Two greater one-horned rhino calves, along with their mothers, bravely entered the expansive Asian Savanna habitat for the first time, (May 20, 2020) at the San Diego Zoo Safari Park. Mother rhinos Asha and Tanaya gave birth to their calves a little over two weeks apart—on March 25 and April 11, respectively. Both mom-and-calf pairs have enjoyed plenty of private time bonding before interacting with other wildlife on the savanna.
Tanaya and her female calf, which has not yet been named, were the first to emerge from their private time together. The little calf boldly followed her protective mom over to one of her favorite spots—a mud wallow—where they both took a cool dip. The calf, which never ventured more than a few feet from her mom, appeared to enjoy the water before heading out to explore more of the savanna. There, she met a herd of blackbuck antelope, as well as other animals that share the 40-acre expanse with the greater one-horned rhinos.
Asha and her male calf, named Arjun (a Hindi name with several meanings, including confidence and power), were next to venture out onto the savanna. The doting mom cautiously led her calf, exploring the hills and grassy areas. The little calf, who appeared to get bolder by the minute, ventured several feet away from his mom—but when he came face-to-face with a Javan bantang, Arjun promptly ”hoofed” it back to his mother’s side. After exploring, the mom-and-calf pair also cooled off in a mud wallow.
“It’s great to see Asha and Tanaya introducing their calves to other wildlife for the first time,” said Jillian King, senior wildlife care specialist, San Diego Zoo Safari Park. “Everything is new to the calves right now, so it will be interesting to watch them explore. We will keep a watchful eye on them, and look forward to them meeting more of the wildlife on the savanna soon.”
The greater one-horned rhinoceros was once widespread in Southeast Asia, but it is now found only in India and Nepal. It differs from other rhino species, as it has an armor-plated appearance—but that “armor” is actually a layer of skin that has many folds. While the two calves explored, a layer of young, pink skin could be spied underneath the folds of their thickening, dark gray top layer of skin.
The greater one-horned rhino is listed as Vulnerable on the International Union for Conservation of Nature Red List of Threatened Species, primarily due to habitat loss, poaching threats and illegal traffic in rhino horn. There are an estimated 3,500 greater one-horned rhinos remaining in the wild, with over 70 percent of the population living in one reserve: Kaziranga National Park in India.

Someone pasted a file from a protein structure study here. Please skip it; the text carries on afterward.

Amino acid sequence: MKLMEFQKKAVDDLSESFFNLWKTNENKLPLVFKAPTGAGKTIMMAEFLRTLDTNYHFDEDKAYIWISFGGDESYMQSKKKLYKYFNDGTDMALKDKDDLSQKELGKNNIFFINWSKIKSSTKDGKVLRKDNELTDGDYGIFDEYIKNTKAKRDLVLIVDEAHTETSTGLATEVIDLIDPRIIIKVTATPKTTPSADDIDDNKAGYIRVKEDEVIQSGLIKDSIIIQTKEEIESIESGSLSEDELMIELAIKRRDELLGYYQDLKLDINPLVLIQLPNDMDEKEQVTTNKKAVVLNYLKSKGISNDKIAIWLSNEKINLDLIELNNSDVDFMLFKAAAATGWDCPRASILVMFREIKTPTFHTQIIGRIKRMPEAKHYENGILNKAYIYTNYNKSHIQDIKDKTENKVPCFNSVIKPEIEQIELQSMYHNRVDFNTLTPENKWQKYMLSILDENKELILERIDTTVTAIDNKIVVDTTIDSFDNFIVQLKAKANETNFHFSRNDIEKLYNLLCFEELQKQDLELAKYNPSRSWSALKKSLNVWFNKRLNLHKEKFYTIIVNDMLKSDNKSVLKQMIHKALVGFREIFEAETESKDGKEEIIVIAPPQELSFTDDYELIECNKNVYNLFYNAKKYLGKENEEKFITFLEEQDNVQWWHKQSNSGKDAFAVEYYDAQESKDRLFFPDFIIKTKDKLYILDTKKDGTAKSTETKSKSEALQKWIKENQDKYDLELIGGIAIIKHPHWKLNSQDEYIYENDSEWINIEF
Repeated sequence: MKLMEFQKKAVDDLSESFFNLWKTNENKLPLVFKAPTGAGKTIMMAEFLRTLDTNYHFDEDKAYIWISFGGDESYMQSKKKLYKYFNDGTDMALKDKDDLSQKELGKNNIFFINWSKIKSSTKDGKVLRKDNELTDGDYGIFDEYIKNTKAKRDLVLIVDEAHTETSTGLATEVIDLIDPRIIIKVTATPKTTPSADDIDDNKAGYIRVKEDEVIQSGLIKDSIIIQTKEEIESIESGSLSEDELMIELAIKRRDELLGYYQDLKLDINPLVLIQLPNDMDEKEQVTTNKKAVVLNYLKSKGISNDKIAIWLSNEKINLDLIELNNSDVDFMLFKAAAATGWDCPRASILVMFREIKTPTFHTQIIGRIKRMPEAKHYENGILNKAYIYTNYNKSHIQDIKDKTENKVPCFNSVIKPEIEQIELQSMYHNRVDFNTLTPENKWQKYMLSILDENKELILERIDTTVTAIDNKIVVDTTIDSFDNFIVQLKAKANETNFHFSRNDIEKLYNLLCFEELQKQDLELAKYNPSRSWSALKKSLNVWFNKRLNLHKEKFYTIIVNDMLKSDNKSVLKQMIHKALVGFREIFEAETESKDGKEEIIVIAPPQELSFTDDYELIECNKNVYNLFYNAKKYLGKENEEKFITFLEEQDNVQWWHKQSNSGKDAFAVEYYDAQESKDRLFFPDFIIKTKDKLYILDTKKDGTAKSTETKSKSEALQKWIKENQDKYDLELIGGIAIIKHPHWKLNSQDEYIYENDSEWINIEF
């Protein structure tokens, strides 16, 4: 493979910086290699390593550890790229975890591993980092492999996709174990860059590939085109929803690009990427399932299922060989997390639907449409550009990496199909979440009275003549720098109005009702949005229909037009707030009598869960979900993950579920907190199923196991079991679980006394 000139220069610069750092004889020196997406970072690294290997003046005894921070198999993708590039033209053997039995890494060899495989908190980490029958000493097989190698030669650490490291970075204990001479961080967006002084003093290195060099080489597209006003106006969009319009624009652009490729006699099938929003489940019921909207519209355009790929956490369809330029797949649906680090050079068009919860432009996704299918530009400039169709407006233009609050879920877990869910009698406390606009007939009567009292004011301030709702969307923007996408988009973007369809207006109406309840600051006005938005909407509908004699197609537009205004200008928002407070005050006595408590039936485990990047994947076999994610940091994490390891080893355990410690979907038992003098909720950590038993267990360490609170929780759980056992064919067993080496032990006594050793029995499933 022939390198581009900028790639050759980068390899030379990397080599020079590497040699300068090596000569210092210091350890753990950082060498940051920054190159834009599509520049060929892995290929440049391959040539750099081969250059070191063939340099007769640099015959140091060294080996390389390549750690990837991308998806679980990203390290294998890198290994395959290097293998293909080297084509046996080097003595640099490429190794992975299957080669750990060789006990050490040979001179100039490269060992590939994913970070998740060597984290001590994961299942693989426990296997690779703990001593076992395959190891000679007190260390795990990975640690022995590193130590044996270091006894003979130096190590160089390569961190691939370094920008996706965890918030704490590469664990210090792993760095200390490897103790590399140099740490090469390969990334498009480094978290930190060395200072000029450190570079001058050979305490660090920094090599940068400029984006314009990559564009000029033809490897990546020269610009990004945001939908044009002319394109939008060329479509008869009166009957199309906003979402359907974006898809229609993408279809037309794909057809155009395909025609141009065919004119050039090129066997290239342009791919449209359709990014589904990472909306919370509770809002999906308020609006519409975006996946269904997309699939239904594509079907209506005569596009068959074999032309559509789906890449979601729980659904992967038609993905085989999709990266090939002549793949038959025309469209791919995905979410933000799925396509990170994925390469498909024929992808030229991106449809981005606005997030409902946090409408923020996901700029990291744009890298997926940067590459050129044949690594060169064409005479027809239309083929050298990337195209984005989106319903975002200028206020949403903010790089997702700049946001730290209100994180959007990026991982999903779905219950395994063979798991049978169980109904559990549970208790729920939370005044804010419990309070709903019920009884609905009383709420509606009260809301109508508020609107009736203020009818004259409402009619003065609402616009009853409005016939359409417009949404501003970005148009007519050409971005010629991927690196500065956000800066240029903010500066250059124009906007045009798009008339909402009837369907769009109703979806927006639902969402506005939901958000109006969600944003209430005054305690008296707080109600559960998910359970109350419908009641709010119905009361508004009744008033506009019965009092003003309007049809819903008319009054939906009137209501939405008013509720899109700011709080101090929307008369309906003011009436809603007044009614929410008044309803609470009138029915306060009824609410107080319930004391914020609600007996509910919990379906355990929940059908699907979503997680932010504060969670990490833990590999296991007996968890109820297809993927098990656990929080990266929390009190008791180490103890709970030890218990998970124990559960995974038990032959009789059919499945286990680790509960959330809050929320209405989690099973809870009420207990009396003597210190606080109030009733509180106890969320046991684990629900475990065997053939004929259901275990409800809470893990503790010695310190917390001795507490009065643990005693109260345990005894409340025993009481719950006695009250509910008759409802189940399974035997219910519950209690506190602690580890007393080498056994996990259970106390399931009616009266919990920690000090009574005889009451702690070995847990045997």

Rhinos are very important to the ecosystems in which they reside. Greater one-horned rhinos live in humid, swampy, tall-grass habitats. These large herbivores graze on the grass, which helps to maintain the habitat—increasing plant diversity and providing grazing areas for other animals. Rhinos digest large volumes of plant material and disperse the seeds in their dung, thus playing an important role in the health and maintenance of vegetation in their habitat. As rhinos disappear from their habitats, their absence impacts other species, such as birds, reptiles, mammals and plants.
San Diego Zoo Global has been working for more than 40 years, along with other accredited zoos, to keep a sustainable population of rhinos safe under human care while working to protect them in sanctuaries in the wild. These recent births represent the 74th and 75th greater one-horned rhinos born at the San Diego Zoo Safari Park since 1975, making the Safari Park the most successful conservation organization at increasing the population of this animal in the world.
Every day—especially now, during the Safari Park closure due to COVID-19—San Diego Zoo Global is grateful to the donors, members and general public who support the organization’s conservation goals. This support allows both the Zoo and Safari Park to continue caring for wildlife, including the two new rhino calves. Recognizing that Zoo and Safari Park members have not been able to visit during the closure, memberships that were active as of March 16, 2020, will automatically receive an extension when the Zoo and Safari Park reopen that matches the entire duration of the closure. Visit SanDiegoZoo.org for more information on membership extension, and to stay updated on additional offerings to stay connected to wildlife from San Diego Zoo Global.
At the San Diego Zoo Safari Park, more than one million guests each year see animals in herds of mixed species in expansive habitats. Safari tours offer savanna views of African and Asian animals, and trails take visitors to experience Australian and North American habitats, plus opportunities for up-close encounters and unique behind-the-scenes perspectives. Known for its leadership in rhino conservation, the Safari Park is home to the Nikita Kahn Rhino Rescue Center, which is devoted to groundbreaking work to bring back the northern white rhino. As visitors discover the rare and endangered species at the Safari Park, they are directly contributing, through admissions and on-grounds sales, to the efforts of San Diego Zoo Global, an international nonprofit conservation organization that works to fight extinction through recovery efforts for plants and animals worldwide. To learn more, visit SDZSafariPark.org, or connect with us on Facebook, Twitter, Instagram, or YouTube.